HB1565 was amended in the Senate Environmental Resources and Energy Committee on 10-6. While the amendments improve the bill, HB1565 still falls short of protecting headwaters streamsWe all know the value of maintaining appropriate riparian buffers, especially as they affect the quality of our coldwater streams. As currently proposed, HB1565 would substantially alter the existing protection afforded by riparian buffers by allowing their elimination on those streams designated as special protection waters.
HB1565 proposes a "trade off" in the form of an option allowing the elimination of riparian buffers in one portion of a stream as long as an equivalent section is provided for in another section of that same drainage. What this means is that development along headwaters sections of our coldwater streams could eliminate riparian buffers on those waters which are so critical to sustaining a wild trout population.
Update on Amended Bill
On Monday, HB1565 was amended and voted out in the Senate Environmental Resources & Energy Committee. The amendments do two things:
(1) Clarify that the replacement buffer must occur along special protection waters within the same drainage list (according to chapter 93). This does not mean that the replacement buffer has to be installed on the same stream.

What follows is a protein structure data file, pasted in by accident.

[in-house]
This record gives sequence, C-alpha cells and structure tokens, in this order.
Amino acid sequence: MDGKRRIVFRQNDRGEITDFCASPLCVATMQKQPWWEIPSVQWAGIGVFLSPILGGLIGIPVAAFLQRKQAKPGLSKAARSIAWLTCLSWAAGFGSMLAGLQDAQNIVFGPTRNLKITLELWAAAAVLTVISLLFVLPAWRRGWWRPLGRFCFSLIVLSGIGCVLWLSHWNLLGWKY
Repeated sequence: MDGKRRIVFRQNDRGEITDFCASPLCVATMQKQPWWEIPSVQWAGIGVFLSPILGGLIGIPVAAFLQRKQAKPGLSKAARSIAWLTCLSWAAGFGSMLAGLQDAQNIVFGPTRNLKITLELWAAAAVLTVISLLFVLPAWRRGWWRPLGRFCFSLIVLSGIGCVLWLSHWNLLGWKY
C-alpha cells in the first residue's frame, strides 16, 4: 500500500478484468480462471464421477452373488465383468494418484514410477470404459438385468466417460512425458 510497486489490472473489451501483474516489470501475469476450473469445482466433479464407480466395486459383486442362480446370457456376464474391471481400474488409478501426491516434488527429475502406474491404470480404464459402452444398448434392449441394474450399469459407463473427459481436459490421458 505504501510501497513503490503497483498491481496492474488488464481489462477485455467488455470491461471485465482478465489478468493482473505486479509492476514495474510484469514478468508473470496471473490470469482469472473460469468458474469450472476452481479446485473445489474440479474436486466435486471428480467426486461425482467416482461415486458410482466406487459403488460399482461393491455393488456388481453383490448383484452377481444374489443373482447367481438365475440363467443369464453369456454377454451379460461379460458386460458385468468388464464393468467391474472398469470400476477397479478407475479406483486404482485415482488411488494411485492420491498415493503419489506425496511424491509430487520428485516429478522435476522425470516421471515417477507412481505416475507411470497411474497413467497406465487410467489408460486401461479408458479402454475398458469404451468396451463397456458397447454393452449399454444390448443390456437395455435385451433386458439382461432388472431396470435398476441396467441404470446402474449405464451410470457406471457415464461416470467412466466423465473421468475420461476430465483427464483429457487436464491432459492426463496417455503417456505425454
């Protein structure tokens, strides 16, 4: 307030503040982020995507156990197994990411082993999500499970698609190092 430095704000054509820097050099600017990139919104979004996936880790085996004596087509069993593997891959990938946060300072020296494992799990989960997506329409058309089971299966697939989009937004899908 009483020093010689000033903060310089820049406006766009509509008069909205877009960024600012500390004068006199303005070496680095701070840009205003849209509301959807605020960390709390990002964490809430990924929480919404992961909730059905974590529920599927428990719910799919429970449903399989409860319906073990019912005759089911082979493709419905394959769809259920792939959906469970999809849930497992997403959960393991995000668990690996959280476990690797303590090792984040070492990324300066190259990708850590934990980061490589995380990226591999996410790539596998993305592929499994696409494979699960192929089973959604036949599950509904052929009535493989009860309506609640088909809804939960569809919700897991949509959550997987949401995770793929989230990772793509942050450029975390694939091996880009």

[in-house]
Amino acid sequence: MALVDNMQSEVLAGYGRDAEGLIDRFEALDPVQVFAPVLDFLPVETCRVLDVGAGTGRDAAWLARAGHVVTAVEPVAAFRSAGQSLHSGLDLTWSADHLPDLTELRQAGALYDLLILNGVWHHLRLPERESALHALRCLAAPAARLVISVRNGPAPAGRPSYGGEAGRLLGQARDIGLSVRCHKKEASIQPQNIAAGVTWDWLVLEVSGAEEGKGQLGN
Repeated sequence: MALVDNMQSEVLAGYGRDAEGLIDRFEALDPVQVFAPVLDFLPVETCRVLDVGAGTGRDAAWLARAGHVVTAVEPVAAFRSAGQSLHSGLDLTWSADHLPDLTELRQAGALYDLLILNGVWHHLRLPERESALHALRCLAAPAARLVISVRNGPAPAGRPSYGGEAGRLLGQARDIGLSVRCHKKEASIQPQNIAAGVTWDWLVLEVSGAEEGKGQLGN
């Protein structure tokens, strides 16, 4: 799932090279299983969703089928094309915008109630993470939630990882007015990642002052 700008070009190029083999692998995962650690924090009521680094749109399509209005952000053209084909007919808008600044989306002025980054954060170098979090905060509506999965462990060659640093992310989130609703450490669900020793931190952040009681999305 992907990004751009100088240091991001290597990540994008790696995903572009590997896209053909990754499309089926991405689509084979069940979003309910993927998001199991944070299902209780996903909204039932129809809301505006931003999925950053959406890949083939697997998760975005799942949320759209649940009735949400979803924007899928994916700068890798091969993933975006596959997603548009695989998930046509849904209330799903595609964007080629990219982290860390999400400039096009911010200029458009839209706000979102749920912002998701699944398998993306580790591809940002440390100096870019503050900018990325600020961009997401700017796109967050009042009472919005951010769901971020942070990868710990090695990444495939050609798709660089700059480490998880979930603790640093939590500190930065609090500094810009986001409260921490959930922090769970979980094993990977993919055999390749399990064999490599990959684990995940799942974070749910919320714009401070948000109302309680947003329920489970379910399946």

(2) Attempt to strengthen practices that can be used instead of a buffer, by requiring the alternatives used to be “collectively…substantially equivalent to a riparian buffer…” This section recognizes that riparian buffers are the most effective management tool.
Bottom line: While the amendments improve the bill, HB1565 still falls short of protecting headwaters trout streams.
Please contact your Senator today, and before Oct. 14, and urge him or her to vote NO on House Bill 1565 (P.N.4258) for the following reasons: CLICK HERE TO FIND SENATOR
1. Although the amendments clarified the bill and made slight improvements, we are still opposed to the bill because it fails to require maintenance of existing riparian buffers in high quality and exceptional value watersheds.
2. We currently have a system that requires riparian buffers, but allows for flexibility through waivers and exemptions. If there is an issue with delays in the waiver process, let’s look for an administrative fix rather try to legislatively fix the problem and as a result allow for existing buffers to be destroyed.
3. Stress that there are no equivalents to a riparian buffer—these are the best and most effective management tool for protecting streams and we need to protect our best streams (EV and HQ).